Thursday, September 29, 2022     Volume: 23, Issue: 31

Santa Maria Sun / News

The following article was posted on September 21st, 2022, in the Santa Maria Sun - Volume 23, Issue 30 [ Submit a Story ]
The following articles were printed from Santa Maria Sun [] - Volume 23, Issue 30

With monkeypox in Santa Barbara County, LGBTQ-plus community members worry a discriminatory history might repeat itself


Monkeypox cases in California almost doubled within a month, and the Central Coast is ramping up mitigation measures.

According to monkeypox data from the California Department of Public Health, total positive cases climbed from 2,660 on Aug. 18 to 4,453 as of Sep. 13. Monkeypox rates spiked closer home in Santa Barbara County, too. The five reported cases in August jumped to 14, according to the county Public Health Department.

During the Pride festival hosted by the Santa Barbara County chapter of the Pacific Pride Foundation on Aug. 27, local health officials hand out LGBTQ-plus messaging about the impact of monkeypox.

Kristin Flickinger, the executive director of the county’s chapter of the Pacific Pride Foundation, told the Sun that they have been preparing since July.

“We realized that we needed to take a higher level of leadership around [monkeypox] and vaccinations,” she said. “So we sent out a press advisory, and we started talking to the community about what this disease is, how it spreads, how to protect yourself. Then it was a conversation that shifted to, ‘What about vaccines and what roles do vaccines play in prevention?’”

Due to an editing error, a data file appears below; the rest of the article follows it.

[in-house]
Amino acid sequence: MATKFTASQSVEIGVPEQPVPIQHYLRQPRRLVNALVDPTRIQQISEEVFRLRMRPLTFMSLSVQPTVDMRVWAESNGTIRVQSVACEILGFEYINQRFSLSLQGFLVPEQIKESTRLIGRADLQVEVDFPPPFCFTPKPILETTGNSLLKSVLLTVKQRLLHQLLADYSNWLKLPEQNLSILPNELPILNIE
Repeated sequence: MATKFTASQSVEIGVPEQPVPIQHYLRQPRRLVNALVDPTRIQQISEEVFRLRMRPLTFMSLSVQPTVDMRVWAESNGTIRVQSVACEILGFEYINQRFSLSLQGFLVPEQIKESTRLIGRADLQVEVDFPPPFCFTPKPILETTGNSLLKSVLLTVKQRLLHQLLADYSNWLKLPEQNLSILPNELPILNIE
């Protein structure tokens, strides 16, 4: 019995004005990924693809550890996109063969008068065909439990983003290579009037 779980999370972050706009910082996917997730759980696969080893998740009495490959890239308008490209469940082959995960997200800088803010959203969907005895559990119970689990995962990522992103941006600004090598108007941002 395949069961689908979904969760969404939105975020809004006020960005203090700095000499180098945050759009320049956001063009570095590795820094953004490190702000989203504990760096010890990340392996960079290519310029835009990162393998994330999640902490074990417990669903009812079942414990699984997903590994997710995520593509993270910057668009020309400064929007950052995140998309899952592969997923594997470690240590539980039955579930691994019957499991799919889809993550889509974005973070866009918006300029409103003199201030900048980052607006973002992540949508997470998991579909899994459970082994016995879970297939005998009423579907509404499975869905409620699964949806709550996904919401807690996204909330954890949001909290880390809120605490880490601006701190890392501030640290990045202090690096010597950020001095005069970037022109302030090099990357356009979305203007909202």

But Flickinger and her team quickly understood that Pacific Pride’s resources were limited, given that they were a local resource group for the LGBTQ-plus community that didn’t have medical staffing. They felt the need to create awareness within queer communities about monkeypox in the wake of anxiety that had spread about the virus.

That anxiety stemmed from a combination of factors: concern that monkeypox disproportionately affects men who have sex with other men (MSM population), worry that public health departments would be slow to react to a potentially ballooning infection rate, and an unease that general misinformation about the disease could further stigmatize queer people.

So, Pacific Pride pooled its networking sources and called upon groups like the county Public Health Department, Planned Parenthood California Central Coast, neighborhood clinics, Cottage Health clinics, and UC Santa Barbara. This networking resulted in a virtual town hall on Aug. 17 to specifically address the LGBTQ-plus community and their concerns. Flickinger said that the most important takeaway was an understanding of what monkeypox is and who it impacts.

“The LGBTQ-plus community, specifically the community of men who have sex with men, is the first community that’s being impacted but not the only community that will be impacted, and that should be taken very seriously by everybody,” she said. 

Monkeypox is rare and belongs to the same family of virus that causes smallpox. Specifically, monkeypox causes rashes around the groin area and hands, feet, chest, face, or mouth. Other symptoms include respiratory ailments, fever, chills, and swollen lymph nodes. While it is sexually transmissible, it is not classified as a sexually transmitted infection because it can be spread through simpler means, too, like touching objects and fabrics that have been used by someone with monkeypox and through respiratory secretions. 

State Department of Public Health data shows that MSMs are the most vulnerable demographic in terms of infection rates. According to that data, 96.48 percent of infections are from the MSM population.